500 ants are randomly put on a 1-foot string (independent uniform distribution for each ant between 0 and 1). Each ant randomly moves toward on end of the string (equal probability to the left or the right) at constant speed of 1 foot/minute until it falls of a t one end of the string. Also assume that the size of the ant is infinitely small. When two ants collide head-on, they both immediately change directions and keep on moving at 1 foot/min. What is the expected time for all ants to fall off the string?

I realize this question has been asked here. However, I am trying to understand the answer that is given for this question in my book:

It says the ants labels are randomly assigned and hence the labels of the ants can be changed with no difference to the result. So when the ants collide, they effectively continue in the same direction. This makes sense.

However, I am unclear about this part: If an ant is put on the x-th foot, the expected value for it to fall off is just x min. If it goes in the other direction, simply set it to 1-x. So, the original problem just becomes what is the expected value of the maximum of 500 IID random variables with a Uniform Distribution between 0 and 1. I don't understand how the difference in direction that it goes in is being accounted for.

  • $\begingroup$ The difference in direction doesn't matter overall, because it doesn't matter which way the ants are going. The whole thing is symmetric. The expected value is the maximum distance of an ant to the end it is walking towards. $\endgroup$ – Colm Bhandal Sep 2 '15 at 13:42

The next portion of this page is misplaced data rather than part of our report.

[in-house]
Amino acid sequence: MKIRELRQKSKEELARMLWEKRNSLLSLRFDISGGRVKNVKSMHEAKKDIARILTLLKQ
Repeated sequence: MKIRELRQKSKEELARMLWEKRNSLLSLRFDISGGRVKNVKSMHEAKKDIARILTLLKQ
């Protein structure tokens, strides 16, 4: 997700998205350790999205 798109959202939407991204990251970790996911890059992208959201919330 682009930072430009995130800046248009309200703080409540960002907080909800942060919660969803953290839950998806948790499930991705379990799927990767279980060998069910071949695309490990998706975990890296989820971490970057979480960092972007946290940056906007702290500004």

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    $\begingroup$ "If an ant is put on the x-th foot, the expected value for it to fall off is just x min. If it goes in the other direction, simply set it to 1-x" If $U$ is uniform on $(0,1)$ and if $V=U$ or $V=1-U$ with probabilities $p$ and $1-p$ respectively, independently on $U$, then $V$ is uniform on $(0,1)$. The ants problem uses this for $p=\frac12$. $\endgroup$ – Did Jun 30 '18 at 7:03

The distance of each ant from the end that it's moving towards is uniformly distributed over $[0,1]$. It's unnecessarily confusing to talk about the "$x$-th foot" and then calculate $1-x$; that introduces an arbitrary origin from which a coordinate is measured and then transforms that arbitrary coordinate to the non-arbitrary quantity that's actually of interest. Instead, just think directly of the ant's distance from the end it's moving towards.


The difference in direction doesn't matter. To see why, split the ants into two sets $S_l$ travelling left and $S_r$ travelling right. Because the overall distribution is random, so is the distribution within each of these sets. But now, in each set, the time until the last ant falls off is just the maximum value in the set. And so the overall maximum is the maximum of these two maximums. But this is equivalently just the maximum of $S = S_l \cup S_r$, which is exactly the maximum of the 500 random variables as mentioned in the question.


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